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Fradya Levin looks back nostalgically to the 1980s when New York Times editorial writers understood economics better than they understand it today.  Here’s Frayda’s closing:

It saddens me that The New York Times has abandoned the wisdom that it accepted less than 30 years ago [when it opposed minimum-wage legislation].  Just because the Grey Lady has forgotten the laws of economics doesn’t mean they no longer exist.  And the more she tries to break those laws, the more she’ll hurt the people she wants to help.

My brilliant young colleague Bryan Caplan explains the importance of common sense for scientific method.  Bryan’s post helps us to understand the naiveté of many researchers who self-confidently assert their faulty scientific creds by claiming to be more-data-driven-than-thou.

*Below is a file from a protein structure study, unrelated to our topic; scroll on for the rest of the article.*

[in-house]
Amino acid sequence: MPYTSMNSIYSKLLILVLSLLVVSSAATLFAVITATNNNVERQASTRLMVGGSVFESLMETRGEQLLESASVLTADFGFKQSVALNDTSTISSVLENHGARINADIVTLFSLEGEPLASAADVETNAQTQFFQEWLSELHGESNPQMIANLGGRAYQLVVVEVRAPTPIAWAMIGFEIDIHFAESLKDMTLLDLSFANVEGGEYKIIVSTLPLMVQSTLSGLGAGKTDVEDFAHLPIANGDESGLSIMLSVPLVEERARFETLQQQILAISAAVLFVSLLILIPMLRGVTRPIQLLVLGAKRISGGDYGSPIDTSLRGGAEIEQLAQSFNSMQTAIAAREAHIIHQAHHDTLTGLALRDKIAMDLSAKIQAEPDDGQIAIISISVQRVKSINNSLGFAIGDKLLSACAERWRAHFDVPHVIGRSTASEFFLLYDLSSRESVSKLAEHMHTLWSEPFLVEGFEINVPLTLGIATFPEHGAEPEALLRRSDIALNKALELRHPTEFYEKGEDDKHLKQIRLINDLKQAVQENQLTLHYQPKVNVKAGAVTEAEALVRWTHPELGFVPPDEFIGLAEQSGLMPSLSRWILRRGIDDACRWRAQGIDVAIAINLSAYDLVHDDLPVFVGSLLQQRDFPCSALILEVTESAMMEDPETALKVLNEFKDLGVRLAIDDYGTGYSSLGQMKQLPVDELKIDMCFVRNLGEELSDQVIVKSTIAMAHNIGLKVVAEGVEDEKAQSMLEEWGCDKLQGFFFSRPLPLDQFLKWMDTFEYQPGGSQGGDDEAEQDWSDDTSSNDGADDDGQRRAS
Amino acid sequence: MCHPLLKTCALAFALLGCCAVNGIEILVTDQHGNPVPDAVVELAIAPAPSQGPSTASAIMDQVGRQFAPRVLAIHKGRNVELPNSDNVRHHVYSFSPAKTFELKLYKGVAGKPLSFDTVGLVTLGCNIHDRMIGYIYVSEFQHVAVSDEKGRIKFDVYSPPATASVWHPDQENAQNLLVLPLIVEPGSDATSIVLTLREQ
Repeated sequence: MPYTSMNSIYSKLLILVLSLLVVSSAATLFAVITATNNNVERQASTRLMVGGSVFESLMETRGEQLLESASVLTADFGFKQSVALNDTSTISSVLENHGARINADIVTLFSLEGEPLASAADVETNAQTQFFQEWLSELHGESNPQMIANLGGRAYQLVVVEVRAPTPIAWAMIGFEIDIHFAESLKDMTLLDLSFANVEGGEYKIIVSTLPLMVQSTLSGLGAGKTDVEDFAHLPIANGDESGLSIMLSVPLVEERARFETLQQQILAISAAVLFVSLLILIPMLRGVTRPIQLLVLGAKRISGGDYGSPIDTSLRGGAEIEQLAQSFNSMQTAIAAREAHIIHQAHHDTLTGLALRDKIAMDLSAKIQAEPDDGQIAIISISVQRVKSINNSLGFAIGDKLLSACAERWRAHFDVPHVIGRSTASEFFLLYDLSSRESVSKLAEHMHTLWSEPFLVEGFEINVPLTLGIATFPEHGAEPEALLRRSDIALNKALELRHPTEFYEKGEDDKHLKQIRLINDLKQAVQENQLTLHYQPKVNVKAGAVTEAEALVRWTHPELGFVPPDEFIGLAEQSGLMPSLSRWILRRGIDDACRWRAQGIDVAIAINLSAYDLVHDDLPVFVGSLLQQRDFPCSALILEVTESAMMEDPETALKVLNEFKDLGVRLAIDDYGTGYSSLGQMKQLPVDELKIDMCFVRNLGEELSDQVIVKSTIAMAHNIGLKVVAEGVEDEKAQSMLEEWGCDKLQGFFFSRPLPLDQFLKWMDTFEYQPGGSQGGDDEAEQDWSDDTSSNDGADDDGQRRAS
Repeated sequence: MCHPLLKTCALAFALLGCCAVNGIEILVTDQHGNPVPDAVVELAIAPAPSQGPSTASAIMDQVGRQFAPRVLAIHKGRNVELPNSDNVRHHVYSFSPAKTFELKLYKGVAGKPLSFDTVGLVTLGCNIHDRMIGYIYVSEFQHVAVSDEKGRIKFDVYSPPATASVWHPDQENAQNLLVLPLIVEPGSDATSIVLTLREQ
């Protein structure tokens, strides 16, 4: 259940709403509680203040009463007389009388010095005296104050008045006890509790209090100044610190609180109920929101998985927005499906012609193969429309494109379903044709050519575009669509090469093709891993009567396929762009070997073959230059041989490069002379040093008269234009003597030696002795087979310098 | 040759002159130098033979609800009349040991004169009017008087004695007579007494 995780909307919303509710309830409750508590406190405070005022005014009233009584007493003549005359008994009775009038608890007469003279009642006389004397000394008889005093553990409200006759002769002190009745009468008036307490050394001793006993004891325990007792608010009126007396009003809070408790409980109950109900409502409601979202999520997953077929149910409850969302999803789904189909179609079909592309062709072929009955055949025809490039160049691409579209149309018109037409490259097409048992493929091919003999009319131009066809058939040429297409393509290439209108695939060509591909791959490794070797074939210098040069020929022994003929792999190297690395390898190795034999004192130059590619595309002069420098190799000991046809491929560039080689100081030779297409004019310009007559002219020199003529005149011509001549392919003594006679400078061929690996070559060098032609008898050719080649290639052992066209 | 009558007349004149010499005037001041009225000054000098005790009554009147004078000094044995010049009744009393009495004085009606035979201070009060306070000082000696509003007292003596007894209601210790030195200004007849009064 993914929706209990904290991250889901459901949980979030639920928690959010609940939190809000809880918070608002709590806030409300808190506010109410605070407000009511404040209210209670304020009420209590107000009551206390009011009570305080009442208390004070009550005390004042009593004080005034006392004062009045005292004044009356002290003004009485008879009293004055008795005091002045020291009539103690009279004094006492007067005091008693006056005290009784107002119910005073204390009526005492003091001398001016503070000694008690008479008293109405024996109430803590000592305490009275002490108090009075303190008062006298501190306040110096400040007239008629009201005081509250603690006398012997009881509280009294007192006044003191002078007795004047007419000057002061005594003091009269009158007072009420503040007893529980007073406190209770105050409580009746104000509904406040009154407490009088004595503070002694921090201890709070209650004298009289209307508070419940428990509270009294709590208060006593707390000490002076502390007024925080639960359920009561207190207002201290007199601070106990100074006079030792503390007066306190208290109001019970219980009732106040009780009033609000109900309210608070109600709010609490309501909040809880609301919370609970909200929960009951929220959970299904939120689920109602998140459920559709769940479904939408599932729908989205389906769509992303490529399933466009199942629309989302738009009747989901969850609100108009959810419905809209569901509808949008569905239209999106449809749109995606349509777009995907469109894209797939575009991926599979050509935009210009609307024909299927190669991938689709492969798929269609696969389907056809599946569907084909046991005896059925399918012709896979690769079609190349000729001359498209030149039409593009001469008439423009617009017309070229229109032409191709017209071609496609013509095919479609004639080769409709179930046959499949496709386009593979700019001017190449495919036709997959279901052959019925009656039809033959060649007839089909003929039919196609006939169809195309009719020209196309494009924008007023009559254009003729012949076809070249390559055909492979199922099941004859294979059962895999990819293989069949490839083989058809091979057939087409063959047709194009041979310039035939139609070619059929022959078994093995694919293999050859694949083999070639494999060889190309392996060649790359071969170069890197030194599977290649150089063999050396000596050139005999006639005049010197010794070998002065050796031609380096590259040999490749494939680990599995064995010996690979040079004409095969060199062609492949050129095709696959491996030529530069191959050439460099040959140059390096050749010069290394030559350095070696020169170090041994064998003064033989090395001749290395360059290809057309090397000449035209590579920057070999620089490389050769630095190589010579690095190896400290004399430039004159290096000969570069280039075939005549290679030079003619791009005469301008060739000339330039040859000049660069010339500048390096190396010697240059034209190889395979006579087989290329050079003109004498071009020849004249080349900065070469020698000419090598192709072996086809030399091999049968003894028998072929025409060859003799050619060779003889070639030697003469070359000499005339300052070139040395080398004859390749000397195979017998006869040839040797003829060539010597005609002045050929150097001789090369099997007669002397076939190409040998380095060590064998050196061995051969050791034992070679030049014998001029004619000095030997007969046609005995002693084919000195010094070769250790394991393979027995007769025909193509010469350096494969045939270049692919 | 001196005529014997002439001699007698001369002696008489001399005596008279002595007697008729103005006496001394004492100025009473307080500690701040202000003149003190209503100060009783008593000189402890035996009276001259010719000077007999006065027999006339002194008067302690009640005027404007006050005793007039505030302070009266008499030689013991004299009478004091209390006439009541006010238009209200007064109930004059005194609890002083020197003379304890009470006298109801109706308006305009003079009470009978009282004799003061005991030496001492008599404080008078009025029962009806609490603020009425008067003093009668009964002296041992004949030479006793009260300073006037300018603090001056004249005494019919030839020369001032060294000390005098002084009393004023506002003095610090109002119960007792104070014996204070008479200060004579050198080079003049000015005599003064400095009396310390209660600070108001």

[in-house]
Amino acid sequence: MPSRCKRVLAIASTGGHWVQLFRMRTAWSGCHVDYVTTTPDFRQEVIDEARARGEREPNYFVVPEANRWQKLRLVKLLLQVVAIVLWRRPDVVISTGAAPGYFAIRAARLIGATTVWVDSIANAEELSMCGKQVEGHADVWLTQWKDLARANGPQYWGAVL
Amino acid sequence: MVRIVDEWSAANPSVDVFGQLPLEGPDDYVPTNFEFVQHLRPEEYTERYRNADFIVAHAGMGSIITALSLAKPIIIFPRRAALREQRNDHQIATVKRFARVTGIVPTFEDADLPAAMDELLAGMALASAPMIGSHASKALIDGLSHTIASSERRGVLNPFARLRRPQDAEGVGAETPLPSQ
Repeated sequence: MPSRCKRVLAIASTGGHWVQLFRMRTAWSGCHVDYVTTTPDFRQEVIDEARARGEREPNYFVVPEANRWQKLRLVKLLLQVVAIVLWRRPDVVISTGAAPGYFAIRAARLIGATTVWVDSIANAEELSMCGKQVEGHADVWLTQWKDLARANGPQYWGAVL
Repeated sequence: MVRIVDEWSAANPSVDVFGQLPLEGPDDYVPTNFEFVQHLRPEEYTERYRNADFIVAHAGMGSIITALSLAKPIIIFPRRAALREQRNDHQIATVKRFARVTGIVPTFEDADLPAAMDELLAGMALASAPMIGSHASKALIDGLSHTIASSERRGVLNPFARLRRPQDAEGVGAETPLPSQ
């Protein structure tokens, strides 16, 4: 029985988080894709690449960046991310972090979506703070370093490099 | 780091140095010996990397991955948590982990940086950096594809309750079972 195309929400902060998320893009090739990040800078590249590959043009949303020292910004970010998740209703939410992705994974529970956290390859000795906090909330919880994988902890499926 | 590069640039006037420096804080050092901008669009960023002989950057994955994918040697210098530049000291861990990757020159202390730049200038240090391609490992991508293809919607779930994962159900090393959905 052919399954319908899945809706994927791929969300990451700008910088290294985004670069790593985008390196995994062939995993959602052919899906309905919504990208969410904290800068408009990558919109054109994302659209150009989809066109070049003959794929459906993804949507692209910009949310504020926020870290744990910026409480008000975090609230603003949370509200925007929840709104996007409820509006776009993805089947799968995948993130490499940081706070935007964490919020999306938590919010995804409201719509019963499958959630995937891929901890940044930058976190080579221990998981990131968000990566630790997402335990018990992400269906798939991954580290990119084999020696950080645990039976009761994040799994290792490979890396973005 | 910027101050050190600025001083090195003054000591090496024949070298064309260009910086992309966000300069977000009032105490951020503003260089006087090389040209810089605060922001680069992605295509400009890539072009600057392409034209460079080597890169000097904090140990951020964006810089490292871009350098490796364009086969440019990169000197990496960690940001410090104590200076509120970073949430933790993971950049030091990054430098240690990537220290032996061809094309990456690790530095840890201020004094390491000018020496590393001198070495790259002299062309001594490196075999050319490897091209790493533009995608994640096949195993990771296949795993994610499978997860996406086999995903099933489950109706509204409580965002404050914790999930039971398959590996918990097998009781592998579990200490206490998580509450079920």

George Will likes baseball.

Doug Bandow argues that “less promiscuous intervention abroad is the surest means to limit terrorist attacks at home.

Tyler Cowen shares the New York Times‘s Eduardo Porter’s explanation of how NAFTA is a boon to the U.S. automobile industry.

Dan “Bulldog” Mitchell explains that ordinary Americans are much wealthier than are ordinary Europeans.

For trade geeks, here’s an important new paper by Cato’s K. William Watson.

GMU Econ PhD student Harrison Searles examines the atavism of Bernie Sanders.  (This essay by Harrison was Tweeted out by Jonathan Haidt!)  (HT Dan Klein)